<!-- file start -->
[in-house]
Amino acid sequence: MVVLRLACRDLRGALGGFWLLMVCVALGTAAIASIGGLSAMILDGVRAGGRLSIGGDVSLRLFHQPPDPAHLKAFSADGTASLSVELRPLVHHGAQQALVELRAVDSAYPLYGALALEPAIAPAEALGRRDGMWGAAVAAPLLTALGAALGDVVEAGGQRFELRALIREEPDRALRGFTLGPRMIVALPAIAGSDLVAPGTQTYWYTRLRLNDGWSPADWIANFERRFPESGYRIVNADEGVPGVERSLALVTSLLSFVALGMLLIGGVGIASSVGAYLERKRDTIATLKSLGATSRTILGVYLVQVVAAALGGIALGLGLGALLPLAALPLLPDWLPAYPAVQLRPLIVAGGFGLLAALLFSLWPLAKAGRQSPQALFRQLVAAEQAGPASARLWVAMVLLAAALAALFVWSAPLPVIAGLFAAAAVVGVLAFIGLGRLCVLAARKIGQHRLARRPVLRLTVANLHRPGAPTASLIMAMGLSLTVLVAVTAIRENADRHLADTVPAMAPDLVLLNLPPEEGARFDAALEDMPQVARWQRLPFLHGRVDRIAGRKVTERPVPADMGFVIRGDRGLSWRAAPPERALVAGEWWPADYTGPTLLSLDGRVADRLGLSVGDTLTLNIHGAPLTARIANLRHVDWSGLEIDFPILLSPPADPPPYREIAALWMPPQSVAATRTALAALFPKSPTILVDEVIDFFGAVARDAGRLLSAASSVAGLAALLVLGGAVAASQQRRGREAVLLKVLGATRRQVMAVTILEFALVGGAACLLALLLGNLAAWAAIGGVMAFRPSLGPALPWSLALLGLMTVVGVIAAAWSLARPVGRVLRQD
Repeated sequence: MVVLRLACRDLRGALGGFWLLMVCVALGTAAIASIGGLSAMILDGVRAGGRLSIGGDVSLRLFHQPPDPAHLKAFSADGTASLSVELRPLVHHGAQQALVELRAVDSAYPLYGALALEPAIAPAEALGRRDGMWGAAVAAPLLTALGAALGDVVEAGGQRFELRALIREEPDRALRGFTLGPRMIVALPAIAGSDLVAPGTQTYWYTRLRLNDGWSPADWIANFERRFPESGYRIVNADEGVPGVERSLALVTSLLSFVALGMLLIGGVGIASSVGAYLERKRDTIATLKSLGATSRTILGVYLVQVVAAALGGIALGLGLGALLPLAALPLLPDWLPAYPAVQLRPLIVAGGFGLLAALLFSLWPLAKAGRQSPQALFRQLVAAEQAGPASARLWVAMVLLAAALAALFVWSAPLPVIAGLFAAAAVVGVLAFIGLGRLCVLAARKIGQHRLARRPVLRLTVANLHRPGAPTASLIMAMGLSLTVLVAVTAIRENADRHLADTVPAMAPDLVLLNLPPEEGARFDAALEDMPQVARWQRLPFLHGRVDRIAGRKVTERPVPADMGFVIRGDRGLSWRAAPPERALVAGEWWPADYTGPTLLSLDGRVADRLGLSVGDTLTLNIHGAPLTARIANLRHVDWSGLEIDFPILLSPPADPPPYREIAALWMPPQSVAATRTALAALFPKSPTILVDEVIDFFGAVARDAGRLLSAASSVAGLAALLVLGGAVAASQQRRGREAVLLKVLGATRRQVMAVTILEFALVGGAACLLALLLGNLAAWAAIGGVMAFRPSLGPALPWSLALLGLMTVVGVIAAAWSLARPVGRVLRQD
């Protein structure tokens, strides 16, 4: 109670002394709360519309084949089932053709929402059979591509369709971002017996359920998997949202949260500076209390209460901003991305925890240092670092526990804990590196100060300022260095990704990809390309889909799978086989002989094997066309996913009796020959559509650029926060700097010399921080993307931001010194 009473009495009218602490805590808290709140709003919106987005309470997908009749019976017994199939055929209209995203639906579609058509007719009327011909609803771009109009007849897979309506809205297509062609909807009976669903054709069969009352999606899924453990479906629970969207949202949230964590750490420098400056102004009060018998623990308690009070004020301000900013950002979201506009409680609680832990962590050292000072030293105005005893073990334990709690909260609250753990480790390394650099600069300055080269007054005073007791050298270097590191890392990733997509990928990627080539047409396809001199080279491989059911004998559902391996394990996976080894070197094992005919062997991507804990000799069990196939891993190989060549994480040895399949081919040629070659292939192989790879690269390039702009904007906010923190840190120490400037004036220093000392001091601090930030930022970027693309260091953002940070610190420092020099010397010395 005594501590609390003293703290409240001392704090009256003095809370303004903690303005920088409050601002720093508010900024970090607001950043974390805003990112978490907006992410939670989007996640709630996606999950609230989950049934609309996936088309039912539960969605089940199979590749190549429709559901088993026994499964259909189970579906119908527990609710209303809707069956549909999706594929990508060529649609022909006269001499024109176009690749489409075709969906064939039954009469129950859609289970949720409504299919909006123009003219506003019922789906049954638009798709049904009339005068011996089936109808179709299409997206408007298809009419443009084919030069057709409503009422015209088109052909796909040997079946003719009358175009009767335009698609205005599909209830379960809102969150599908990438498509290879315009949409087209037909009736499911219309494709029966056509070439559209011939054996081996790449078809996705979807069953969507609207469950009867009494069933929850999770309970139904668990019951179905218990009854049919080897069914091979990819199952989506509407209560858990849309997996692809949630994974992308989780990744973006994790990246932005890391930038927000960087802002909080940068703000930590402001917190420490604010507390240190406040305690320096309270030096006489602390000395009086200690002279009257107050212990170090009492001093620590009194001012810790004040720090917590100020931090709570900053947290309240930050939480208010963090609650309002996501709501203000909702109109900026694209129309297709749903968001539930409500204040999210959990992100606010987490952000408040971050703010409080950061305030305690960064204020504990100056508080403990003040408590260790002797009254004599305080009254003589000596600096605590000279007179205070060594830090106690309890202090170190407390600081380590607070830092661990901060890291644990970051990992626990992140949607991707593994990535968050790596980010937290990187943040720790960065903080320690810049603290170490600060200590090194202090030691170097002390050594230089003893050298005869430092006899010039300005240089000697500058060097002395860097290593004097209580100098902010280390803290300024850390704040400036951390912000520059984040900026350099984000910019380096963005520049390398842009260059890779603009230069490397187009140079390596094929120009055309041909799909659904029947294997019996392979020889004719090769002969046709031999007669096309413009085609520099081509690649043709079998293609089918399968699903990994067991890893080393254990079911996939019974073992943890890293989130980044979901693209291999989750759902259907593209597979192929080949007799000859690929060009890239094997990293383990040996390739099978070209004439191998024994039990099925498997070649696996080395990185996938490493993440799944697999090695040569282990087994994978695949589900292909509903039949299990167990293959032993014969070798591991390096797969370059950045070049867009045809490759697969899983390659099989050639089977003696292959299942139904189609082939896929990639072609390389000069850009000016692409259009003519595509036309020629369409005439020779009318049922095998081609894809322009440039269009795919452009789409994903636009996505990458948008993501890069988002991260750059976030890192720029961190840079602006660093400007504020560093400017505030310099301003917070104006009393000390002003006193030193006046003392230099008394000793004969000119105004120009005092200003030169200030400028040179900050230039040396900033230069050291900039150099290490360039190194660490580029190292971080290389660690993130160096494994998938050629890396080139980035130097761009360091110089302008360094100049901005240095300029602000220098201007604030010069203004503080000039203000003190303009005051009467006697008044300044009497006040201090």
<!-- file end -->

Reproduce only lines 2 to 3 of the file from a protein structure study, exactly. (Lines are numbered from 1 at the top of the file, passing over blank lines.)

Amino acid sequence: MVVLRLACRDLRGALGGFWLLMVCVALGTAAIASIGGLSAMILDGVRAGGRLSIGGDVSLRLFHQPPDPAHLKAFSADGTASLSVELRPLVHHGAQQALVELRAVDSAYPLYGALALEPAIAPAEALGRRDGMWGAAVAAPLLTALGAALGDVVEAGGQRFELRALIREEPDRALRGFTLGPRMIVALPAIAGSDLVAPGTQTYWYTRLRLNDGWSPADWIANFERRFPESGYRIVNADEGVPGVERSLALVTSLLSFVALGMLLIGGVGIASSVGAYLERKRDTIATLKSLGATSRTILGVYLVQVVAAALGGIALGLGLGALLPLAALPLLPDWLPAYPAVQLRPLIVAGGFGLLAALLFSLWPLAKAGRQSPQALFRQLVAAEQAGPASARLWVAMVLLAAALAALFVWSAPLPVIAGLFAAAAVVGVLAFIGLGRLCVLAARKIGQHRLARRPVLRLTVANLHRPGAPTASLIMAMGLSLTVLVAVTAIRENADRHLADTVPAMAPDLVLLNLPPEEGARFDAALEDMPQVARWQRLPFLHGRVDRIAGRKVTERPVPADMGFVIRGDRGLSWRAAPPERALVAGEWWPADYTGPTLLSLDGRVADRLGLSVGDTLTLNIHGAPLTARIANLRHVDWSGLEIDFPILLSPPADPPPYREIAALWMPPQSVAATRTALAALFPKSPTILVDEVIDFFGAVARDAGRLLSAASSVAGLAALLVLGGAVAASQQRRGREAVLLKVLGATRRQVMAVTILEFALVGGAACLLALLLGNLAAWAAIGGVMAFRPSLGPALPWSLALLGLMTVVGVIAAAWSLARPVGRVLRQD
Repeated sequence: MVVLRLACRDLRGALGGFWLLMVCVALGTAAIASIGGLSAMILDGVRAGGRLSIGGDVSLRLFHQPPDPAHLKAFSADGTASLSVELRPLVHHGAQQALVELRAVDSAYPLYGALALEPAIAPAEALGRRDGMWGAAVAAPLLTALGAALGDVVEAGGQRFELRALIREEPDRALRGFTLGPRMIVALPAIAGSDLVAPGTQTYWYTRLRLNDGWSPADWIANFERRFPESGYRIVNADEGVPGVERSLALVTSLLSFVALGMLLIGGVGIASSVGAYLERKRDTIATLKSLGATSRTILGVYLVQVVAAALGGIALGLGLGALLPLAALPLLPDWLPAYPAVQLRPLIVAGGFGLLAALLFSLWPLAKAGRQSPQALFRQLVAAEQAGPASARLWVAMVLLAAALAALFVWSAPLPVIAGLFAAAAVVGVLAFIGLGRLCVLAARKIGQHRLARRPVLRLTVANLHRPGAPTASLIMAMGLSLTVLVAVTAIRENADRHLADTVPAMAPDLVLLNLPPEEGARFDAALEDMPQVARWQRLPFLHGRVDRIAGRKVTERPVPADMGFVIRGDRGLSWRAAPPERALVAGEWWPADYTGPTLLSLDGRVADRLGLSVGDTLTLNIHGAPLTARIANLRHVDWSGLEIDFPILLSPPADPPPYREIAALWMPPQSVAATRTALAALFPKSPTILVDEVIDFFGAVARDAGRLLSAASSVAGLAALLVLGGAVAASQQRRGREAVLLKVLGATRRQVMAVTILEFALVGGAACLLALLLGNLAAWAAIGGVMAFRPSLGPALPWSLALLGLMTVVGVIAAAWSLARPVGRVLRQD